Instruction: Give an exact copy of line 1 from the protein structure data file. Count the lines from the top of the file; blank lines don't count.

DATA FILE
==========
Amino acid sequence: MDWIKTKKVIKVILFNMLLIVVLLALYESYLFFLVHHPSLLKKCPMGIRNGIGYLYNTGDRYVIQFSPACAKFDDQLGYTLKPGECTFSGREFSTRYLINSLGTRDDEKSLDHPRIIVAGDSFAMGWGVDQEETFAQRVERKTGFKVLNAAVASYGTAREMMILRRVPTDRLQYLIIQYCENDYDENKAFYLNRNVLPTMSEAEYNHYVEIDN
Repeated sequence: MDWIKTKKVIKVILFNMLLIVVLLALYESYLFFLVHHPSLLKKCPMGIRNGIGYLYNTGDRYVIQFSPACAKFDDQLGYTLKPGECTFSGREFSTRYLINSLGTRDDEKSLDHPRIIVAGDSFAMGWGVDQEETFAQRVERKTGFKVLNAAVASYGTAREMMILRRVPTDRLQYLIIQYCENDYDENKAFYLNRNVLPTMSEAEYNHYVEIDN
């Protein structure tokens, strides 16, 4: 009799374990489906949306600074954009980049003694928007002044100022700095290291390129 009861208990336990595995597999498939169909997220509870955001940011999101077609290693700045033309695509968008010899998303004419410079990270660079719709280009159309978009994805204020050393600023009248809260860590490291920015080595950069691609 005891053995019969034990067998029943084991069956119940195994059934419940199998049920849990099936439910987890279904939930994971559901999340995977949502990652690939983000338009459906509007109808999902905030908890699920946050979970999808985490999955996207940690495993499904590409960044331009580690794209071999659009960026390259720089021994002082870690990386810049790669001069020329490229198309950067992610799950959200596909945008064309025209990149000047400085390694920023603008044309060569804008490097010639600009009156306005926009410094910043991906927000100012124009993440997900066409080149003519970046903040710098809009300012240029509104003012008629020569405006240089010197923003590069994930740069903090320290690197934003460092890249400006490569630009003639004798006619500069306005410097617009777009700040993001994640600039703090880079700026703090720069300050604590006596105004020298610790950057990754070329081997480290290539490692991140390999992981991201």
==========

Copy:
Amino acid sequence: MDWIKTKKVIKVILFNMLLIVVLLALYESYLFFLVHHPSLLKKCPMGIRNGIGYLYNTGDRYVIQFSPACAKFDDQLGYTLKPGECTFSGREFSTRYLINSLGTRDDEKSLDHPRIIVAGDSFAMGWGVDQEETFAQRVERKTGFKVLNAAVASYGTAREMMILRRVPTDRLQYLIIQYCENDYDENKAFYLNRNVLPTMSEAEYNHYVEIDN